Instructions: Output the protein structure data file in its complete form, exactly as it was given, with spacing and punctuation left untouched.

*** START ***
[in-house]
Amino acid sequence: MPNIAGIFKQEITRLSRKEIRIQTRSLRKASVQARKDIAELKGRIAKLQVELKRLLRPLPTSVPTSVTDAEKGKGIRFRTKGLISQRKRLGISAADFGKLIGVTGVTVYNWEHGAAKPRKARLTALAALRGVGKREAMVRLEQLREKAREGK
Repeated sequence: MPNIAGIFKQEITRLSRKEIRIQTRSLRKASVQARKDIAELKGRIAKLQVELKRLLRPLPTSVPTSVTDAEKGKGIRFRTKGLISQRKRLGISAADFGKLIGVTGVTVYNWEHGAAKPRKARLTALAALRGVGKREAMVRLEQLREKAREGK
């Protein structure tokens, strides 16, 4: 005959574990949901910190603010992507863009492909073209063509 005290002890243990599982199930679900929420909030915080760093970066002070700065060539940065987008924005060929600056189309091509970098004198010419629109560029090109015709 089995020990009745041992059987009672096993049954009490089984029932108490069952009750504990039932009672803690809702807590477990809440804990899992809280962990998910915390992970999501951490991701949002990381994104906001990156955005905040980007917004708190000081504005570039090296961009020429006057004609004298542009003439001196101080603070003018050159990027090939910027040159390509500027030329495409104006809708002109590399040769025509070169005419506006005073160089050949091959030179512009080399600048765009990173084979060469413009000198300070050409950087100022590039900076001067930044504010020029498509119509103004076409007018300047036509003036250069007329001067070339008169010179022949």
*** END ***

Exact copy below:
[in-house]
Amino acid sequence: MPNIAGIFKQEITRLSRKEIRIQTRSLRKASVQARKDIAELKGRIAKLQVELKRLLRPLPTSVPTSVTDAEKGKGIRFRTKGLISQRKRLGISAADFGKLIGVTGVTVYNWEHGAAKPRKARLTALAALRGVGKREAMVRLEQLREKAREGK
Repeated sequence: MPNIAGIFKQEITRLSRKEIRIQTRSLRKASVQARKDIAELKGRIAKLQVELKRLLRPLPTSVPTSVTDAEKGKGIRFRTKGLISQRKRLGISAADFGKLIGVTGVTVYNWEHGAAKPRKARLTALAALRGVGKREAMVRLEQLREKAREGK
């Protein structure tokens, strides 16, 4: 005959574990949901910190603010992507863009492909073209063509 005290002890243990599982199930679900929420909030915080760093970066002070700065060539940065987008924005060929600056189309091509970098004198010419629109560029090109015709 089995020990009745041992059987009672096993049954009490089984029932108490069952009750504990039932009672803690809702807590477990809440804990899992809280962990998910915390992970999501951490991701949002990381994104906001990156955005905040980007917004708190000081504005570039090296961009020429006057004609004298542009003439001196101080603070003018050159990027090939910027040159390509500027030329495409104006809708002109590399040769025509070169005419506006005073160089050949091959030179512009080399600048765009990173084979060469413009000198300070050409950087100022590039900076001067930044504010020029498509119509103004076409007018300047036509003036250069007329001067070339008169010179022949």